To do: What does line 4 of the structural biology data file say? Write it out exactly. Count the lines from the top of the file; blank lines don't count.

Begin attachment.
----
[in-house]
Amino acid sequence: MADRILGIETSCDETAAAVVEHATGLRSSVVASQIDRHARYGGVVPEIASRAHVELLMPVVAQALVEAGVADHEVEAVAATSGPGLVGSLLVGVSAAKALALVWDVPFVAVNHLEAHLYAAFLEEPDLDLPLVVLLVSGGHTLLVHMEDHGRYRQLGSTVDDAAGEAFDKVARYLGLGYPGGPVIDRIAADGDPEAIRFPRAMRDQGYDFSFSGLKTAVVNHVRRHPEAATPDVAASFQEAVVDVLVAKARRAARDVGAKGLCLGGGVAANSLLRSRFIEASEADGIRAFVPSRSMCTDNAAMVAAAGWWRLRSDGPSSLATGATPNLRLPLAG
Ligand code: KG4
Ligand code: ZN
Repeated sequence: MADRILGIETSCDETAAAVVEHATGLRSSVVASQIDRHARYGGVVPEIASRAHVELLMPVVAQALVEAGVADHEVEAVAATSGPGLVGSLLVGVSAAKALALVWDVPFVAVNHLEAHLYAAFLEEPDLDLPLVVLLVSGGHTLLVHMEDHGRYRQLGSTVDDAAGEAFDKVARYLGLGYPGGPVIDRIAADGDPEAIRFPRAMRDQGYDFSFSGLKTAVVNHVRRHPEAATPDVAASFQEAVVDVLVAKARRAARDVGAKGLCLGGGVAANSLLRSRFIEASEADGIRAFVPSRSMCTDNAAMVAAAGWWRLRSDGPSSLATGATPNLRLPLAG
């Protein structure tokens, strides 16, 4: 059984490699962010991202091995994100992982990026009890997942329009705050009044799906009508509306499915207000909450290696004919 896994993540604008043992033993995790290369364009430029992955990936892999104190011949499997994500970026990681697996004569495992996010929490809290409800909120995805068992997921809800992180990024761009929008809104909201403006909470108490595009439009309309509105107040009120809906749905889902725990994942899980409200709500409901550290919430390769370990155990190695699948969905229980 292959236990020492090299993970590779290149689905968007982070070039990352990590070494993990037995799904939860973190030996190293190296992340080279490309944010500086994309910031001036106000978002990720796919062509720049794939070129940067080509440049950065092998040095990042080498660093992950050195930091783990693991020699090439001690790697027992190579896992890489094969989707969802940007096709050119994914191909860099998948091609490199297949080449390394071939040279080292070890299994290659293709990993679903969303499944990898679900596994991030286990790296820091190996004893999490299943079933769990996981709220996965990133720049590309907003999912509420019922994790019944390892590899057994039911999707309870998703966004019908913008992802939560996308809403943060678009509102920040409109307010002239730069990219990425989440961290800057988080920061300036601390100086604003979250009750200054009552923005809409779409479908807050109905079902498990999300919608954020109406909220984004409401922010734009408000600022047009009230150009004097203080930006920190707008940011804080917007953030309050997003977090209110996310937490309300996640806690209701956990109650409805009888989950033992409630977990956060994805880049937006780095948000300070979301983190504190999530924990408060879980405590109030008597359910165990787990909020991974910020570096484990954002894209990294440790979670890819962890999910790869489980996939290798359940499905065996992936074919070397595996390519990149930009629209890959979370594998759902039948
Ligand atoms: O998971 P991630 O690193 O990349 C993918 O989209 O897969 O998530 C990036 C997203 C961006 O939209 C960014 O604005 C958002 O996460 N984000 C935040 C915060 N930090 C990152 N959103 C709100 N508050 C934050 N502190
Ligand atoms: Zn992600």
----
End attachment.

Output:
Ligand code: ZN